Chromebooks are different. They update in the background while you work, and then you get a notification that an update is ready to be applied. All you have to do is restart your machine. On other machines, this is a trap. This is where they lock you into the update process for 30 to 60 minutes as it finishes.
Chromebooks do not do this. The time it takes to reboot a Chromebook for an update versus rebooting a Chromebook for any other reason, is exactly the same. Your updates take just seconds rather than hours.
How about battery life? Again, what you lack in performance you make up for in battery life. There’s nothing more frustrating than sitting down to get some work done and realizing that your battery is dying. Because Chromebooks are limited in what they can do, the trade-off is you get much better battery life. How many Chromebooks can have battery life of up to 12 hours? This is fantastic for anyone who wants to work away from their desks.
We keep talking about limitations, and let’s be real about them. You’re not going to be able to use any writing app you want on a Chromebook. If you like Scrivener, you’re not going to be able to use it here. Many people like to use that app, but the operating system just doesn’t support it. Fortunately, there are many other apps available that mimic a lot of Scrivener’s main features, and they can be used on a Chromebook.
Cloud storage is also something to consider. With other machines, you have to set up your own cloud storage. This might not be that big of a deal for you, but for others, this is important. Rather than installing and setting up Dropbox or another service, Chromebooks use Google Docs automatically. That means that whatever you write on a Chromebook, when connected to the internet, is backed up in the cloud. You no longer have to worry about suddenly losing all of your writing in a hard drive crash. Your work is backed up immediately, and it can be accessed and restored anywhere.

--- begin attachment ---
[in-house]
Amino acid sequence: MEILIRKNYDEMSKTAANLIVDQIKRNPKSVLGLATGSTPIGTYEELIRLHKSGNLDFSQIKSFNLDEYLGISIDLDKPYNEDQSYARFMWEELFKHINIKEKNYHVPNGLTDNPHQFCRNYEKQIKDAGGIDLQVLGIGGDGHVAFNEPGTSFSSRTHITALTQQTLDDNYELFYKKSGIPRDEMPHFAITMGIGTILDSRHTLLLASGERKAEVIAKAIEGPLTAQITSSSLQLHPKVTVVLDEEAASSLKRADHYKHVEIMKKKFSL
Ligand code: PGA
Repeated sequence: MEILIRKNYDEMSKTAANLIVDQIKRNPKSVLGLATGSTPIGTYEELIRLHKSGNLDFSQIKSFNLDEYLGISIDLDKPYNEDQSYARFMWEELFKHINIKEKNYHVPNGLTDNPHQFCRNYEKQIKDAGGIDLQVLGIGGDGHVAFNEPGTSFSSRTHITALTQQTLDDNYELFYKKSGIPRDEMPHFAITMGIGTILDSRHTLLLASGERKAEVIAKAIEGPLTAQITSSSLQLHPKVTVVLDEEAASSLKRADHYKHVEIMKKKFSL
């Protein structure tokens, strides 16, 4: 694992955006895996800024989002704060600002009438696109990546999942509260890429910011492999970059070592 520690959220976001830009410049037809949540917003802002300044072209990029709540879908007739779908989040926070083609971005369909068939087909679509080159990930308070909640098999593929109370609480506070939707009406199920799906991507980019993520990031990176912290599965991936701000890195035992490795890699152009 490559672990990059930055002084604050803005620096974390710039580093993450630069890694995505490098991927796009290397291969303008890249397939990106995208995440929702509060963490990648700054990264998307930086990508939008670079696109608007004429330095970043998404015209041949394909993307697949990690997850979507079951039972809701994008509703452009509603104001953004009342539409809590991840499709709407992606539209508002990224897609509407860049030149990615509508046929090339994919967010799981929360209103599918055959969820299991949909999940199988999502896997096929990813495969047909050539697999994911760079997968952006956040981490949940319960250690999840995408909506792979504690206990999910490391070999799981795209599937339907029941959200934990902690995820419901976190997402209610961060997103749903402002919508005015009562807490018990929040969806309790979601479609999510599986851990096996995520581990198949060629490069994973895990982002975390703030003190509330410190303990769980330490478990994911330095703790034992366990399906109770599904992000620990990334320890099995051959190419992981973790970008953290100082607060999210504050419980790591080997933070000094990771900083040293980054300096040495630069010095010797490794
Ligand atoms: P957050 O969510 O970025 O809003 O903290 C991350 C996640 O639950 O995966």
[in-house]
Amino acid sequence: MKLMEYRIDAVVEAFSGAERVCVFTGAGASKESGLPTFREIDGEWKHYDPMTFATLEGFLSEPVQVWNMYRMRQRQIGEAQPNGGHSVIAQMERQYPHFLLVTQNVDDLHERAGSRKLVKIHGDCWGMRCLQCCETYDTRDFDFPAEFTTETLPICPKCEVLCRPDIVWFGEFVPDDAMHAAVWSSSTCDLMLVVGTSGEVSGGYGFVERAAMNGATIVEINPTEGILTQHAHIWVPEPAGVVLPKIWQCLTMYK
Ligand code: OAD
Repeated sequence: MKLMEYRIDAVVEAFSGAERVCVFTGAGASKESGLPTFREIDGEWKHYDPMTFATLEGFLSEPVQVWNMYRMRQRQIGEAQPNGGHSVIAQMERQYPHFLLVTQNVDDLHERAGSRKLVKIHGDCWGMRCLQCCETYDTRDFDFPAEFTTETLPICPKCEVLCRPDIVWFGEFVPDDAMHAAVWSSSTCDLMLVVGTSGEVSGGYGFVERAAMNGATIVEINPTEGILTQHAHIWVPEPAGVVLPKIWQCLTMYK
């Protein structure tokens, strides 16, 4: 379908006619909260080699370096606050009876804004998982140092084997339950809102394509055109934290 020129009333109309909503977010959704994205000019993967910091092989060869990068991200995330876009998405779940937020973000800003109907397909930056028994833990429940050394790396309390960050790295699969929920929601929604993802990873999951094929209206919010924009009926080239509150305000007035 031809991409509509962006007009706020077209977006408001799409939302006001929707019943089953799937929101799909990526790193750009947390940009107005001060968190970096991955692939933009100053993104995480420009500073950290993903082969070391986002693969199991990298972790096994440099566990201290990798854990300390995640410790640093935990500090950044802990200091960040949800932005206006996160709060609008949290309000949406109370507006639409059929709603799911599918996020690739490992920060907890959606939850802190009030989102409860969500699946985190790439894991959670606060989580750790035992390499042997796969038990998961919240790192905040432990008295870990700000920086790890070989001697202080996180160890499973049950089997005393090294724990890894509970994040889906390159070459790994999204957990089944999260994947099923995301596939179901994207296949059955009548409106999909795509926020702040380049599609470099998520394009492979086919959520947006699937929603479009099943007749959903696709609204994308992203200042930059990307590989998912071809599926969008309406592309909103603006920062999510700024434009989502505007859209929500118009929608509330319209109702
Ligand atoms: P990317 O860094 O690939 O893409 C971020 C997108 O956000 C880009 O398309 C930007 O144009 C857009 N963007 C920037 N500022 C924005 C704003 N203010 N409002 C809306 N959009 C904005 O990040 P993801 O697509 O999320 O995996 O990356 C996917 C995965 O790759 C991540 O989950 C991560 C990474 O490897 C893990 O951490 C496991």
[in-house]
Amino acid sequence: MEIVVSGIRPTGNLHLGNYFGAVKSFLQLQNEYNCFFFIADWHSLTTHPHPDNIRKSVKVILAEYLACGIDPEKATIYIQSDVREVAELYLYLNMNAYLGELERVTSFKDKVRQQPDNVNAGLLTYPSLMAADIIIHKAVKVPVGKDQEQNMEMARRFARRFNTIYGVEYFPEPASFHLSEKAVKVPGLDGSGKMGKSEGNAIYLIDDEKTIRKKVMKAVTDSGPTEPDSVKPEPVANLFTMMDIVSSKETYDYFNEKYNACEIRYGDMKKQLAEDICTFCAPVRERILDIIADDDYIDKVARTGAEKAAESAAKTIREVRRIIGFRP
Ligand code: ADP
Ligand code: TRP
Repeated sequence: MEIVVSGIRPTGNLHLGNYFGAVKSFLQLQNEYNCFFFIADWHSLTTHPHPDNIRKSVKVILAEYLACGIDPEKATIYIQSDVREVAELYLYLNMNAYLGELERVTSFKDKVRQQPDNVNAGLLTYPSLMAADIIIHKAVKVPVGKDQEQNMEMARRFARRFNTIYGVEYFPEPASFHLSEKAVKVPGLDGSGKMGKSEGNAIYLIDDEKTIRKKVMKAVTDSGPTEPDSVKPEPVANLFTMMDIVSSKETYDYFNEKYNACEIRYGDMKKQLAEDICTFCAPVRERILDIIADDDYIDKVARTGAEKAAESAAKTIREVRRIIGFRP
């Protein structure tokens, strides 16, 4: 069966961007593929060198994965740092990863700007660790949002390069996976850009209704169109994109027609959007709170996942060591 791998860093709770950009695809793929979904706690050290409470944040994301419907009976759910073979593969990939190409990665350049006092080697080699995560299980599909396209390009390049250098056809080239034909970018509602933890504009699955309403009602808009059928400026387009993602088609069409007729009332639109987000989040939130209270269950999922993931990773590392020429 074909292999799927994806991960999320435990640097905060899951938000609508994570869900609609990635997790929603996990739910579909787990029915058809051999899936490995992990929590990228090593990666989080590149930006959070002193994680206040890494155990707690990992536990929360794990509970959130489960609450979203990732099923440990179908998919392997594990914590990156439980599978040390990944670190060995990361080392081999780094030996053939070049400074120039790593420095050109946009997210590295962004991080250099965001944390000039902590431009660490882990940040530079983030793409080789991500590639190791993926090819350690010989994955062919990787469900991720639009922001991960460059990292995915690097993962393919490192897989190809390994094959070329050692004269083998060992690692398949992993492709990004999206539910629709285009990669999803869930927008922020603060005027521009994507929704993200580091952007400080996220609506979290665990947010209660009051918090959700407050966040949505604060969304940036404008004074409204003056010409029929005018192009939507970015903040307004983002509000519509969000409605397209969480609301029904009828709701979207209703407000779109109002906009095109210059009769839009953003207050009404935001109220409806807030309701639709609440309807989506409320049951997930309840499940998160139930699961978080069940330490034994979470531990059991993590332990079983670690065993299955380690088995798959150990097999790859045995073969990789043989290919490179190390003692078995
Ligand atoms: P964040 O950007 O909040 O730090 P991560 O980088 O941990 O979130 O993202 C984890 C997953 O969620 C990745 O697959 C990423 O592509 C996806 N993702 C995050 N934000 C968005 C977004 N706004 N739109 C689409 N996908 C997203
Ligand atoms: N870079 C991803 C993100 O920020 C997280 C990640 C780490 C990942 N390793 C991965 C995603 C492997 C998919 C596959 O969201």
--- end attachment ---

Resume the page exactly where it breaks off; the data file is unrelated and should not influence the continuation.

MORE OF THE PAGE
There are many Chromebooks to choose from, which is another advantage. You are free to choose a machine that works well for your own workflow. Some are very writer-focused, offering some of the best keyboards that money can buy today. Others are focused purely on portability, and they are light as a feather and small enough to be taken anywhere. The good news is, you are able to make that choice for yourself. With so many to offer, you can pick exactly what you want for your needs. This is in stark contrast to something like a MacBook Pro, which only comes in one or two models.
I can’t answer that for you. Only you know your needs and your preferences. And your preferences are not invalid. Even if you don’t necessarily need a MacBook, for example, if it is going to be a pleasurable writing experience for you, you are going to write more often. And that’s exactly what you want. You want a system you’re actually going to use.
If the limitations of a Chromebook are going to be too much for you, then don’t worry about it. Work with what makes you comfortable.
If you aren’t sure, you can try it out for yourself. Fortunately, you can try out Chrome on any device you wish. All you have to do is install the Chrome web browser and try to work completely within that. It’s not a perfect comparison, as you won’t have Linux or Android apps, but if you just want to get a feel for the advantages, speed, and limitations of a Chromebook, try working within just a web browser for a week. See how it feels.
You might be surprised at how much you can get done, however.